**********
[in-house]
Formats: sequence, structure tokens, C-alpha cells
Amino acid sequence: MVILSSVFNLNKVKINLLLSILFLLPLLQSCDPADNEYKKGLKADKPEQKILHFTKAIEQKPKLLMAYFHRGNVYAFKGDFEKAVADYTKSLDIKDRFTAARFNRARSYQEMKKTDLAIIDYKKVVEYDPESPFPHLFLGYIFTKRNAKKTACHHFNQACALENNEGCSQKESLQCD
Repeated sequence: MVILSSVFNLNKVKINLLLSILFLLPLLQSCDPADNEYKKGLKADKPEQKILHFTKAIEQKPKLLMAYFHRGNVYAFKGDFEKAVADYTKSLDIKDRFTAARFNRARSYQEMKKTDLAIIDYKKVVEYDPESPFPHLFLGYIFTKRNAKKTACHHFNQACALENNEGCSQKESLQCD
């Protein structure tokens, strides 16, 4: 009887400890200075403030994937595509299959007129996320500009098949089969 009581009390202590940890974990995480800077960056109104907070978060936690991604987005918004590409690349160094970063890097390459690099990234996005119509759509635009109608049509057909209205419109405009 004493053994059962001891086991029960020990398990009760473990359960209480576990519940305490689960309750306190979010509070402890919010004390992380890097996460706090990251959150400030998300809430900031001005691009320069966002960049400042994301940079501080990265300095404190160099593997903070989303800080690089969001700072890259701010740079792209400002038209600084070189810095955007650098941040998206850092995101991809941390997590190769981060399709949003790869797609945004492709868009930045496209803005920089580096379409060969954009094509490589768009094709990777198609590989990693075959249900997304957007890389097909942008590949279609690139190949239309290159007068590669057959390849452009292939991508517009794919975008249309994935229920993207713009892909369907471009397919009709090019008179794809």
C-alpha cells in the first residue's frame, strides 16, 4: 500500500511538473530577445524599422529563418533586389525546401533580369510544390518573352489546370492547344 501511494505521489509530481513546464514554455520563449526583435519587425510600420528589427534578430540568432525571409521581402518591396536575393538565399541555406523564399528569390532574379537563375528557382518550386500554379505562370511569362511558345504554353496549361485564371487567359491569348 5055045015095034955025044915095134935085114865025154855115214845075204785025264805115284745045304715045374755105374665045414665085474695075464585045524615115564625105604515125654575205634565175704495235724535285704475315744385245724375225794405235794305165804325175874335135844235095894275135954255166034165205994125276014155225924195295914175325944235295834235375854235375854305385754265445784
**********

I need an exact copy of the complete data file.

[in-house]
Formats: sequence, structure tokens, C-alpha cells
Amino acid sequence: MVILSSVFNLNKVKINLLLSILFLLPLLQSCDPADNEYKKGLKADKPEQKILHFTKAIEQKPKLLMAYFHRGNVYAFKGDFEKAVADYTKSLDIKDRFTAARFNRARSYQEMKKTDLAIIDYKKVVEYDPESPFPHLFLGYIFTKRNAKKTACHHFNQACALENNEGCSQKESLQCD
Repeated sequence: MVILSSVFNLNKVKINLLLSILFLLPLLQSCDPADNEYKKGLKADKPEQKILHFTKAIEQKPKLLMAYFHRGNVYAFKGDFEKAVADYTKSLDIKDRFTAARFNRARSYQEMKKTDLAIIDYKKVVEYDPESPFPHLFLGYIFTKRNAKKTACHHFNQACALENNEGCSQKESLQCD
């Protein structure tokens, strides 16, 4: 009887400890200075403030994937595509299959007129996320500009098949089969 009581009390202590940890974990995480800077960056109104907070978060936690991604987005918004590409690349160094970063890097390459690099990234996005119509759509635009109608049509057909209205419109405009 004493053994059962001891086991029960020990398990009760473990359960209480576990519940305490689960309750306190979010509070402890919010004390992380890097996460706090990251959150400030998300809430900031001005691009320069966002960049400042994301940079501080990265300095404190160099593997903070989303800080690089969001700072890259701010740079792209400002038209600084070189810095955007650098941040998206850092995101991809941390997590190769981060399709949003790869797609945004492709868009930045496209803005920089580096379409060969954009094509490589768009094709990777198609590989990693075959249900997304957007890389097909942008590949279609690139190949239309290159007068590669057959390849452009292939991508517009794919975008249309994935229920993207713009892909369907471009397919009709090019008179794809």
C-alpha cells in the first residue's frame, strides 16, 4: 500500500511538473530577445524599422529563418533586389525546401533580369510544390518573352489546370492547344 501511494505521489509530481513546464514554455520563449526583435519587425510600420528589427534578430540568432525571409521581402518591396536575393538565399541555406523564399528569390532574379537563375528557382518550386500554379505562370511569362511558345504554353496549361485564371487567359491569348 5055045015095034955025044915095134935085114865025154855115214845075204785025264805115284745045304715045374755105374665045414665085474695075464585045524615115564625105604515125654575205634565175704495235724535285704475315744385245724375225794405235794305165804325175874335135844235095894275135954255166034165205994125276014155225924195295914175325944235295834235375854235375854305385754265445784